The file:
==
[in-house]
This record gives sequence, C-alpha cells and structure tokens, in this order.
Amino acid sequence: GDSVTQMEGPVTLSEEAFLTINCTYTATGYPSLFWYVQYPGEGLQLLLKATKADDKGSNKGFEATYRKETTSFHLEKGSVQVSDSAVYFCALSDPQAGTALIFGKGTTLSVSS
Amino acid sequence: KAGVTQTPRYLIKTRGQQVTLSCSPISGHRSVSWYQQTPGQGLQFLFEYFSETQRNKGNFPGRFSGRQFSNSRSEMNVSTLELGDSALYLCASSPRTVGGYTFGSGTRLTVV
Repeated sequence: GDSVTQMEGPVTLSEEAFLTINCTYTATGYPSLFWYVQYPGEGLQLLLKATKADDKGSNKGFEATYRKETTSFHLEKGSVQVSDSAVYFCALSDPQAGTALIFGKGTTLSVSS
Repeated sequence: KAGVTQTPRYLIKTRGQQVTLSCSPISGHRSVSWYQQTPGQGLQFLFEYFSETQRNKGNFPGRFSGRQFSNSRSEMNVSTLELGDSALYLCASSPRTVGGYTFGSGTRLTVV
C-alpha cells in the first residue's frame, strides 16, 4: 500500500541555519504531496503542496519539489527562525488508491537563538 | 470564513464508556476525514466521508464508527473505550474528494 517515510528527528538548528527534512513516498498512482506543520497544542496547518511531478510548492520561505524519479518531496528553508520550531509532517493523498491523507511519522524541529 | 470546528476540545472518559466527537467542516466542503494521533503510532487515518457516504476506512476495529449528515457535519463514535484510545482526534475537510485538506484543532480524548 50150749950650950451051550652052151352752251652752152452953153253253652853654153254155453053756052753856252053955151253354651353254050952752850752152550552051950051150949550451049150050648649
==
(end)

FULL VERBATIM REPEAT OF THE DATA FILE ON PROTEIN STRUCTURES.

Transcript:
[in-house]
This record gives sequence, C-alpha cells and structure tokens, in this order.
Amino acid sequence: GDSVTQMEGPVTLSEEAFLTINCTYTATGYPSLFWYVQYPGEGLQLLLKATKADDKGSNKGFEATYRKETTSFHLEKGSVQVSDSAVYFCALSDPQAGTALIFGKGTTLSVSS
Amino acid sequence: KAGVTQTPRYLIKTRGQQVTLSCSPISGHRSVSWYQQTPGQGLQFLFEYFSETQRNKGNFPGRFSGRQFSNSRSEMNVSTLELGDSALYLCASSPRTVGGYTFGSGTRLTVV
Repeated sequence: GDSVTQMEGPVTLSEEAFLTINCTYTATGYPSLFWYVQYPGEGLQLLLKATKADDKGSNKGFEATYRKETTSFHLEKGSVQVSDSAVYFCALSDPQAGTALIFGKGTTLSVSS
Repeated sequence: KAGVTQTPRYLIKTRGQQVTLSCSPISGHRSVSWYQQTPGQGLQFLFEYFSETQRNKGNFPGRFSGRQFSNSRSEMNVSTLELGDSALYLCASSPRTVGGYTFGSGTRLTVV
C-alpha cells in the first residue's frame, strides 16, 4: 500500500541555519504531496503542496519539489527562525488508491537563538 | 470564513464508556476525514466521508464508527473505550474528494 517515510528527528538548528527534512513516498498512482506543520497544542496547518511531478510548492520561505524519479518531496528553508520550531509532517493523498491523507511519522524541529 | 470546528476540545472518559466527537467542516466542503494521533503510532487515518457516504476506512476495529449528515457535519463514535484510545482526534475537510485538506484543532480524548 50150749950650950451051550652052151352752251652752152452953153253253652853654153254155453053756052753856252053955151253354651353254050952752850752152550552051950051150949550451049150050648649